A tight labor market has allowed the unemployment rate to hover around its 50-year lows despite cooling demand, averaging at 3.6% this year despite rising to 3.8% in August. Importantly, cooling labor market conditions have contributed to a moderation in wages, which only grew by 0.2% month-over-month in August for all private workers. Wage growth has now come down to 4.3% year-over-year from a peak of 5.9% in March 2022 and, while still above its long-term average, we do not see it contributing Because of this, the unemployment rate may only nudge slightly higher in the year ahead despite businesses reeling back hiring efforts in the face of slower demand and higher costs. However, wage growth should continue to decelerate and help give the Federal Reserve confidence that inflation is sustainably coming down.

Inflation is gradually falling to more manageable levels.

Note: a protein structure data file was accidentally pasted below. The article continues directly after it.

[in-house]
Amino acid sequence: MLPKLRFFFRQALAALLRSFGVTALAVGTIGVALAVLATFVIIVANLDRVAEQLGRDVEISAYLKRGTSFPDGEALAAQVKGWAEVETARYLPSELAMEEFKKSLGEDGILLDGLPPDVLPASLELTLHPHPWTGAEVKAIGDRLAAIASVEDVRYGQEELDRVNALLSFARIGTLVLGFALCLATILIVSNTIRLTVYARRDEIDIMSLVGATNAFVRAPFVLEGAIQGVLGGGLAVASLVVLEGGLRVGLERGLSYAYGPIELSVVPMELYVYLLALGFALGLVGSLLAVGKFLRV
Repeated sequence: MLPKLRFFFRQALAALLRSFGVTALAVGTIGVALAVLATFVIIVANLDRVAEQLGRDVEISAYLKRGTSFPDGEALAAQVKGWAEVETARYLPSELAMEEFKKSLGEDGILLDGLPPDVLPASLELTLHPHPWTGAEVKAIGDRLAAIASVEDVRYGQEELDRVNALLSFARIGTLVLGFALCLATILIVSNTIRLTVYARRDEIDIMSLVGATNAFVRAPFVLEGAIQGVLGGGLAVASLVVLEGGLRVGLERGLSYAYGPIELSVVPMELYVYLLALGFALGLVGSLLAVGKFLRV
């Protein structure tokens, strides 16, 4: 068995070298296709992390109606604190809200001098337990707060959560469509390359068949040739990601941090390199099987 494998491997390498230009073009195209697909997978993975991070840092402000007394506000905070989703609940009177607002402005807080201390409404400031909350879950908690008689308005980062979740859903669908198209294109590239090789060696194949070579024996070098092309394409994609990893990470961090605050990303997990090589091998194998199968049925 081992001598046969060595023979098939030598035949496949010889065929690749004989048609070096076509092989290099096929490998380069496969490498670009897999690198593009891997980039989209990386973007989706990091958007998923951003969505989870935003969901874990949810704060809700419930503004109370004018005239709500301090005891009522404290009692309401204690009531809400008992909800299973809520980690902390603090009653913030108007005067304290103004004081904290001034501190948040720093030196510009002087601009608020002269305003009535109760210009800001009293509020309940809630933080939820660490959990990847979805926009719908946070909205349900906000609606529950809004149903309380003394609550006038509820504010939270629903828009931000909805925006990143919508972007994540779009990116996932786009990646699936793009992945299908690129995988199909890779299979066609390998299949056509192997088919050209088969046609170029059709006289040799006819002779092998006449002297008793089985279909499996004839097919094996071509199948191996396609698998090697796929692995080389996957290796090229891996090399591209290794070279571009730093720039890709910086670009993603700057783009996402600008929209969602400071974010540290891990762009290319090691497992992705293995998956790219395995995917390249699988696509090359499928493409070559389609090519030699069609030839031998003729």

After nearly two years of hot inflation, a sustained inflation downtrend is now underway. Headline CPI inflation has fallen from a peak of 9.1% y/y last June to 3.7% y/y in August. Similarly, core inflation has shown a continued downtrend after peaking eleven months ago.While inflation may still be above the Fed’s 2% target, it is gradually falling to more manageable levels. Indeed, we expect CPI inflation to decline to 3.0% year-over-year by the end of this year and to 2% by the end of 2024, even without a U.S. recession.

The Federal Reserve is near the end of its tightening cycle.

The Federal Reserve (Fed) has hiked rates by a cumulative 5.25% over the last 18 months in an effort to battle inflation. At their September meeting, the Fed left the federal funds rate unchanged in a range of 5.25% – 5.50%. While this move was widely telegraphed, forward guidance was still moderately hawkish. Indeed, the median FOMC member still expects one more rate hike this year, but now expects only two cuts in 2024.

Global economic momentum, outside the U.S., is more mixed.